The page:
The concept of national interest is what the term manifestly indicates, namely, those interests/values that are by the nation. National interest traced its roots at least back to the pessimistic realism of Machiavelli in the 15th century (Meinecke 1957; Butterfield, 1956). As such, it represented a repudiation of earlier Western sources in Hellenic idealism, Judeo-Christian biblical morality, and the teachings of medieval churchmen such as Thomas Aquinas (Roskin, 1994). The intellectual hegemony of realpolitik in nineteenth-century European diplomatic thought, if not practice (Schroeder 1994 in Welch n.d), pulled the phrase "the national interest" into what we might now call the realist orbit, where it took on strong power-political connotations. It caught on in the interwar period in the United States, where it enjoyed hegemony ever since (Peffer 1945 in Welch n.d). 

In modern political life, “national interest” has become a common term among politicians and political scientists. In nearly every discussion about changing foreign policy, national interests are treated as accepted facts to support scholars or politicians when they present opinions. But there is no accepted common standard or definition of the concept of national interest, so the understanding of the role or meaning of national interest is totally different from one user of the term to another. Palmer & Perkins (2007) in Ikedimma (n.d.) from their standpoint viewed national interest as the reflection of “the general and continuing ends for which a nation acts”. The Treaty of Westphalia brought into being the European state system which subsequently became globalized, especially since the end of the Second World War, and particularly since the end of the Cold War in 1989. The Treaty established the fact that the raison d’etre of any government or ruler is the “maintenance and defence of the interests of the sovereign territorial state,” (Ikedimma n.d.). "As long as the world is politically organized into nations," the necessary element of the national interest, that is, the survival, is "the last word in world politics (Morgenthau 1952). In a world consisting of many competing and opposing nations for power, their survivals are their necessary and minimum requisites. "Thus all nations do what they cannot help but do: protect their physical, political and cultural identity against encroachments by other nations (ibid.).  Mongenthau (1989) argues that national interest aims to promote a nation’s image, prestige and respect both at home and abroad. Chandra in Ake (1982) has identified what constitutes the core of national interest to include: national security, political independence, territorial integrity, promotion of economic interests of the nation and world peace. Inherent in the above perception is the ardent desire by nations to secure and maintain political independence, secure its territory and project its economic interest to enhance the standard of living of its citizens and the maintenance of national integrity, territorial integrity and self-respect. National interest can therefore be viewed as the ideal goals upon which the domestic and foreign policies of a state are hinged (Amoda, 1988). Kennedy (1963) was direct thus: “every nation determines its policies in terms of its interests.” George Washington in a speech he made in 1787 (as cited by Fritzpatrick, 1933) was convinced that “nations as well as individuals, act for their own benefit and not for the benefit of others, unless both interests happen to be assimilated.” The concept of national interest therefore, has continued to play a significant role in the foreign policies of sovereign state. A state foreign policy is not operated in a vacuum. The main policy instrument in the conduct of foreign policy is invariably the promotion and pursuit of national interest. Thus, national interest can further be illustrated to mean the totality or the aggregate of interests of individuals and groups within a given nation state (Amoda, 1988). Viewed from its classical perspective, national interest encompasses the various strategies employed in the international interactions of states in order to ensure the preservation of the stated goals of society. Broadly conceived, national interest is a guide to the formulation of foreign policy. It is not an end in itself but a means to an end. Jutta Weldes argues that ‘the national interest’ is important to international politics in two ways. First, it is through the concept of the national interest that policymakers understand the goals to be pursued by a state’s foreign policy. It thus in practice forms the basis for state action. Second, it functions as a rhetorical device through which the legitimacy of and political support for state action is generated. The ‘national interest’ thus has considerable power in that it helps to constitute as important and to legitimize the actions taken by states. (Weldes 1996, p. 276).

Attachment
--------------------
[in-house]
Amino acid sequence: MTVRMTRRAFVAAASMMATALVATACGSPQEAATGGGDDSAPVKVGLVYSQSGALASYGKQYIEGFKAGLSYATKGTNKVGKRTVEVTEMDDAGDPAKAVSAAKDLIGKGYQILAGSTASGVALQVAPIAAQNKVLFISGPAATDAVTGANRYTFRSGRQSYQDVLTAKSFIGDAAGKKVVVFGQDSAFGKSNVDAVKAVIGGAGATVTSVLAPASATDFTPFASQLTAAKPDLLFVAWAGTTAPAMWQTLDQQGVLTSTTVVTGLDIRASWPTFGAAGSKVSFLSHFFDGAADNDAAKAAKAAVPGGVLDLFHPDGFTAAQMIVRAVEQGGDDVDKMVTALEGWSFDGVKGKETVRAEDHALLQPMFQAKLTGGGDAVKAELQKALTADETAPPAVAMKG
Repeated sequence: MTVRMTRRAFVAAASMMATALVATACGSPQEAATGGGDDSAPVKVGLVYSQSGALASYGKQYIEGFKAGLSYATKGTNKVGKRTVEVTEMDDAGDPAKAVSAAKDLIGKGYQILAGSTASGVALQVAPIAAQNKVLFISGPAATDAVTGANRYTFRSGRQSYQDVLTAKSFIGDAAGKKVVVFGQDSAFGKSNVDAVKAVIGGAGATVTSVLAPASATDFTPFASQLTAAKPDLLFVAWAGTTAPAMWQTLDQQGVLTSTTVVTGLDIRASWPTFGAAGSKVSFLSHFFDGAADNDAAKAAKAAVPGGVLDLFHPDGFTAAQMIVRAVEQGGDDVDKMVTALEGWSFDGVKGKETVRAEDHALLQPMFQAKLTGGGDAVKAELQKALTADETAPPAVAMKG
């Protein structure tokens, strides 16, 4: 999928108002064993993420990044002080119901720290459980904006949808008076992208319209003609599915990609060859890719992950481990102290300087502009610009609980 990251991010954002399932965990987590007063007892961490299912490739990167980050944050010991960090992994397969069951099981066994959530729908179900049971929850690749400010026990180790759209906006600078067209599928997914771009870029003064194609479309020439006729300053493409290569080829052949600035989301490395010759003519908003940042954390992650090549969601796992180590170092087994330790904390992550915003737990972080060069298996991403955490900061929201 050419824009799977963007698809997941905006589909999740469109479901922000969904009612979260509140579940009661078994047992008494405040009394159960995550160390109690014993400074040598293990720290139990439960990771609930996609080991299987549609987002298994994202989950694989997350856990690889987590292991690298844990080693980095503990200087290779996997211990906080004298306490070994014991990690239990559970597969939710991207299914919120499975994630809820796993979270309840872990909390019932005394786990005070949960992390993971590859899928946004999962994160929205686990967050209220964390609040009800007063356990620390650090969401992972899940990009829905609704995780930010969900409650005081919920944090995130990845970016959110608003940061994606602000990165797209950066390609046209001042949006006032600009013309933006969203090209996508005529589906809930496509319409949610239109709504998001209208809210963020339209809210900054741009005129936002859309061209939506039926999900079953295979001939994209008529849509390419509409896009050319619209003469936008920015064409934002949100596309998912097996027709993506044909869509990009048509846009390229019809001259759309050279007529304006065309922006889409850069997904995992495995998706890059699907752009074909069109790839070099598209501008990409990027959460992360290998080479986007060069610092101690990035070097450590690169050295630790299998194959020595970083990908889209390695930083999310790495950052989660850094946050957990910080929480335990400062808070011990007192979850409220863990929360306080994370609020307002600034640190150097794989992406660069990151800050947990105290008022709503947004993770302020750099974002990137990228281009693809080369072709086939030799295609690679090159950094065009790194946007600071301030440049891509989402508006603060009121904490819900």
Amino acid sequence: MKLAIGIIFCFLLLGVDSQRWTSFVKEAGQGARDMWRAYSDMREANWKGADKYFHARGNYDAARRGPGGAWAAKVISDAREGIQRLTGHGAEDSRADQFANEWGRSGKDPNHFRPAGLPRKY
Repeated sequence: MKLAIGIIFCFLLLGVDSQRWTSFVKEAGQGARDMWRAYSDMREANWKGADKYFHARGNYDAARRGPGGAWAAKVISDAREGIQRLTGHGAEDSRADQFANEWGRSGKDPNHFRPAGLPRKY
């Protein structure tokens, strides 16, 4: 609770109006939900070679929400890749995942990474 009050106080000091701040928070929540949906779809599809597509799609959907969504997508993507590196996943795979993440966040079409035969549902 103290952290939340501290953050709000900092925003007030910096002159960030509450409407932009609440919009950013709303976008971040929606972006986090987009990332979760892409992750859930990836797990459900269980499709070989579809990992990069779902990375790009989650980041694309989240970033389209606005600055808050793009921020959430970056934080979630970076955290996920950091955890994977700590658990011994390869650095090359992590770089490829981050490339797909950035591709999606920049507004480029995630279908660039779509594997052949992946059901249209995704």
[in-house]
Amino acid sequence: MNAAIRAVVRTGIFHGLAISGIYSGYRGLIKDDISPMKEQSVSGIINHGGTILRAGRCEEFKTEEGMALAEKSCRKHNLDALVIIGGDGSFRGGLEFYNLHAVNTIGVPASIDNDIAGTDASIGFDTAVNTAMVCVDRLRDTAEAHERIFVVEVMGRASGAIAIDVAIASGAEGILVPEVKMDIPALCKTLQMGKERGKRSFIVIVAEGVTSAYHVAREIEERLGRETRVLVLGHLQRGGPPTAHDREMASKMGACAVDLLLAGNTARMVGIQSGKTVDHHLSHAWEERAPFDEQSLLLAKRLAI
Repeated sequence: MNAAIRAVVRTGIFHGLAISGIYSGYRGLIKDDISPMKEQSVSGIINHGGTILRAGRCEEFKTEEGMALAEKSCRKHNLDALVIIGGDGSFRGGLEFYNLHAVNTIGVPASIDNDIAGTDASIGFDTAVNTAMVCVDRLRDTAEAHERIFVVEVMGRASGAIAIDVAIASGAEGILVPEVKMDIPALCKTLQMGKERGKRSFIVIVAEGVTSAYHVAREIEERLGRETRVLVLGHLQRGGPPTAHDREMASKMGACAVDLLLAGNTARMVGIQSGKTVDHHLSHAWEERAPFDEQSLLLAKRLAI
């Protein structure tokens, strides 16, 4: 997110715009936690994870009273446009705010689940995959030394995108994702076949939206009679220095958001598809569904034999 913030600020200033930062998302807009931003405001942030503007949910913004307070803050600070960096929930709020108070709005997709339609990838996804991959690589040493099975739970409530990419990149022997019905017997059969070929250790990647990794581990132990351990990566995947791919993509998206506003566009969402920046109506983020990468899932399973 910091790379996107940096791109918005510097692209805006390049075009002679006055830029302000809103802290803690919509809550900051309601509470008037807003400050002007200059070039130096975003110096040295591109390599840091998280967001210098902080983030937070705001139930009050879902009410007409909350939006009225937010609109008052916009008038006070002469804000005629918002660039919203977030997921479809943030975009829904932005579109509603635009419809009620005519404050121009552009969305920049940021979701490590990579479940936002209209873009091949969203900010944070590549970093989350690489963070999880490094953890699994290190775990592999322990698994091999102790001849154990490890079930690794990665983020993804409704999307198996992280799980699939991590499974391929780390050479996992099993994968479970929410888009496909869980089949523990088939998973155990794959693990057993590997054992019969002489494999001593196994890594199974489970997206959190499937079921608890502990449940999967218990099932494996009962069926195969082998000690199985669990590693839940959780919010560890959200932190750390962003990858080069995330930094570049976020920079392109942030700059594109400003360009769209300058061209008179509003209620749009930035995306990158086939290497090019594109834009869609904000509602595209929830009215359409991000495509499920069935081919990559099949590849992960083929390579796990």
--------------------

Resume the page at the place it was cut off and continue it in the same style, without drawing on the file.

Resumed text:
National interests vary. They can be classified into various types according to different standards. Every state, notwithstanding, the size, developed or developing, and even superpower or weak at one time or the other promotes a variety of objectives or goals at the international system. These activities by the states most of the times bring these states into conflict with one another in a bid by the actors to achieve their objectives at the detriments of others. These interests according to Ikedimma (op. cit.) can be categorized into the following:
• Core or Vital interests
• Secondary or Variable interests
• Complimentary interest.